After attacks, Oracle patches Java bug

A 0day attack was being used in drive-by downloads

One week after a critical bug was made public, Oracle has patched its Java virtual machine to fix an exploit that could be used to sneak malicious software onto a computer.

That's a good thing, because earlier this week, security vendor AVG said that it had spotted the exploit for this bug being used in a real-world cyber-attack.

Oracle released its Java SE 6 version 20 update Thursday morning. It addresses three security bugs in Java, including the vulnerability exploited in AVG's attack, which was made public last week by Google researcher Tavis Ormandy.

That flaw affects the Windows version of Java 6 10 and later, Ormandy said in a note disclosing the problem, posted to a security discussion list last week.

He said that Oracle's Java team had initially told him that the vulnerability wasn't serious enough to force it to rush out a patch -- the next Java security update had been scheduled for July -- but Oracle apparently changed its mind after hackers started exploiting the flaw.

An Oracle spokeswoman wasn't immediately available to comment on the matter Thursday.

The flaw made public by Ormandy lies in the way Java's Web Start component lets users launch applications from a URL. An attacker can tell the virtual machine to install a maliciously encoded Java library, which could then be used to start a malicious program.

Earlier this week, AVG Technologies reported that the Web site Songlyrics.com had been hacked and was redirecting visitors to a Russian server that launched just such an attack.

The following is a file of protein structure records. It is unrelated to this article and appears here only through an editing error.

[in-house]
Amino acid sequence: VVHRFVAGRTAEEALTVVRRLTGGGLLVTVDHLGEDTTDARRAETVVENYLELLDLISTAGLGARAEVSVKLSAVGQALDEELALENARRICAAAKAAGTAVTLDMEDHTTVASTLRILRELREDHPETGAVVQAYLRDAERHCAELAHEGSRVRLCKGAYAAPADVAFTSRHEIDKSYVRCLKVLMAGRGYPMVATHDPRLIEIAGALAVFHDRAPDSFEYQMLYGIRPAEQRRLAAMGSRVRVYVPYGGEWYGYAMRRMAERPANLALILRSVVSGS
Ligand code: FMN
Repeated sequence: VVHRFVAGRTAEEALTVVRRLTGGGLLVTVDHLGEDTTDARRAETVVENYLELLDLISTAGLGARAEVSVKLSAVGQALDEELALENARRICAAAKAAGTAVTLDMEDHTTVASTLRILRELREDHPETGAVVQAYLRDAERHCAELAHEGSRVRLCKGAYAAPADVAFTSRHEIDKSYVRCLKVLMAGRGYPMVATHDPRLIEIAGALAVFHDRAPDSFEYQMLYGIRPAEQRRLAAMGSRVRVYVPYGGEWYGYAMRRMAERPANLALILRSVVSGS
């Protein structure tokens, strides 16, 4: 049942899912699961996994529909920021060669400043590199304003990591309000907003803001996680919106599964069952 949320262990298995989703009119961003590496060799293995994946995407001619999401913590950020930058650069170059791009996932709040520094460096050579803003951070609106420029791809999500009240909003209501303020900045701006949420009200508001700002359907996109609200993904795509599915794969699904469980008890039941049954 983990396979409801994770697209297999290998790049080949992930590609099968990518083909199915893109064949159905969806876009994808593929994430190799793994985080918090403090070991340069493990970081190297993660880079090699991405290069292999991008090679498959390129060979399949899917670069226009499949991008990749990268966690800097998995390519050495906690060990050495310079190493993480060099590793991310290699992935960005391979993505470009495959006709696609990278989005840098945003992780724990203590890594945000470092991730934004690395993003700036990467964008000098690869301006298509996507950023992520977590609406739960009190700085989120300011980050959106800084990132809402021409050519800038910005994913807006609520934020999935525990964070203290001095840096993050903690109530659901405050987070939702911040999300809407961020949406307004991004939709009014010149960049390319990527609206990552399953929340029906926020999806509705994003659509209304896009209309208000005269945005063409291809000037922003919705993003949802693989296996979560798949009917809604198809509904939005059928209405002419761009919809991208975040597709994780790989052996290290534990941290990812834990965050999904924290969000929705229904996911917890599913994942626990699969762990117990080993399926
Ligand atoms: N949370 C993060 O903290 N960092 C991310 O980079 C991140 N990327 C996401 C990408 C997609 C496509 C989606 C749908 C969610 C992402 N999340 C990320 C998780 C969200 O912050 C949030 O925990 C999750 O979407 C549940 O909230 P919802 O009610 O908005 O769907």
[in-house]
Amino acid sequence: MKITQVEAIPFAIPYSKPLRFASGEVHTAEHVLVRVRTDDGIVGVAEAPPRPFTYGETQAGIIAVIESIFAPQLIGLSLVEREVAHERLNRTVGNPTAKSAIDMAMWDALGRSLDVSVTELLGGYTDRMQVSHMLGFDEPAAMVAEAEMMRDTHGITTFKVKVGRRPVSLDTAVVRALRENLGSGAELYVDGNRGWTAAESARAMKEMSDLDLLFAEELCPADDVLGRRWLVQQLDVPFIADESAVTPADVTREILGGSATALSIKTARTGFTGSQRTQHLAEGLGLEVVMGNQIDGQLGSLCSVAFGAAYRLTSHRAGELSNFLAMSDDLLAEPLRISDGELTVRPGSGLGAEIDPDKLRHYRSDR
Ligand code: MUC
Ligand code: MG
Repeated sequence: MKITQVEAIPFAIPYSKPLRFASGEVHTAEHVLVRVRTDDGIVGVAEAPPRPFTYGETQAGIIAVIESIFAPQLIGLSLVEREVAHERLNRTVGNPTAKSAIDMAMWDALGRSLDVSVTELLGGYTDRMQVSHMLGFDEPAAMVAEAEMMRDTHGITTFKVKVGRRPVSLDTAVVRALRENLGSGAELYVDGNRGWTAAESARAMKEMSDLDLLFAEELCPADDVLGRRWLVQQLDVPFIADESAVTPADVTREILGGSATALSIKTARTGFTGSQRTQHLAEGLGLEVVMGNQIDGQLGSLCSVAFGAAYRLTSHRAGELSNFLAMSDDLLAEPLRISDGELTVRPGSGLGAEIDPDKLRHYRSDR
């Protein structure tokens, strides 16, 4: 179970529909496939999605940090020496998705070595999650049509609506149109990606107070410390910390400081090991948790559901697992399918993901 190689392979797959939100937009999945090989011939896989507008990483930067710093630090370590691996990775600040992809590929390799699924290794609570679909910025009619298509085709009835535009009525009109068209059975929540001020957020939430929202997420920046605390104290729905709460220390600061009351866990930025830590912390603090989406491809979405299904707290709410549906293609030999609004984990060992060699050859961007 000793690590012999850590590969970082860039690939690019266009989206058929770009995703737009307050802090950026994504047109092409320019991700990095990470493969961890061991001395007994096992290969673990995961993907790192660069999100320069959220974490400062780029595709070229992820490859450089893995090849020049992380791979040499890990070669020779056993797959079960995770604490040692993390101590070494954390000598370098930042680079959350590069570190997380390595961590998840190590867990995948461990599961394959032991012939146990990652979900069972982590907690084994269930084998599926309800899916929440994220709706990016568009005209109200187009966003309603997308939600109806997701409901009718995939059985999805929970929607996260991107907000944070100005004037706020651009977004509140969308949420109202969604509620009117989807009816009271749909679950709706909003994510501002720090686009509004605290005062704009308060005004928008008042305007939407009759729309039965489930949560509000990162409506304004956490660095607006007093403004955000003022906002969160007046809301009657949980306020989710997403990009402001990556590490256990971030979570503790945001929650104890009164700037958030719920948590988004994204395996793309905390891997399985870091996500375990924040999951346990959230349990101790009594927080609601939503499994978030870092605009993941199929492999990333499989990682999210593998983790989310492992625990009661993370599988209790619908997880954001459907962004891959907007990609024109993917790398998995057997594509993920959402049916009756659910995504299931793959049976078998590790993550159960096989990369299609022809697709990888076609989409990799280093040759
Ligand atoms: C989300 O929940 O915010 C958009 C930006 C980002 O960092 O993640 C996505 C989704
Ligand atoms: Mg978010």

Join the newsletter!

Error: Please check your email address.
Rocket to Success - Your 10 Tips for Smarter ERP System Selection

Tags security patchsecurityjavabugOracle

Keep up with the latest tech news, reviews and previews by subscribing to the Good Gear Guide newsletter.

Robert McMillan

IDG News Service
Show Comments

Most Popular Reviews

Latest Articles

Resources

PCW Evaluation Team

Ben Ramsden

Sharp PN-40TC1 Huddle Board

Brainstorming, innovation, problem solving, and negotiation have all become much more productive and valuable if people can easily collaborate in real time with minimal friction.

Sarah Ieroianni

Brother QL-820NWB Professional Label Printer

The print quality also does not disappoint, it’s clear, bold, doesn’t smudge and the text is perfectly sized.

Ratchada Dunn

Sharp PN-40TC1 Huddle Board

The Huddle Board’s built in program; Sharp Touch Viewing software allows us to easily manipulate and edit our documents (jpegs and PDFs) all at the same time on the dashboard.

George Khoury

Sharp PN-40TC1 Huddle Board

The biggest perks for me would be that it comes with easy to use and comprehensive programs that make the collaboration process a whole lot more intuitive and organic

David Coyle

Brother PocketJet PJ-773 A4 Portable Thermal Printer

I rate the printer as a 5 out of 5 stars as it has been able to fit seamlessly into my busy and mobile lifestyle.

Kurt Hegetschweiler

Brother PocketJet PJ-773 A4 Portable Thermal Printer

It’s perfect for mobile workers. Just take it out — it’s small enough to sit anywhere — turn it on, load a sheet of paper, and start printing.

Featured Content

Latest Jobs

Don’t have an account? Sign up here

Don't have an account? Sign up now

Forgot password?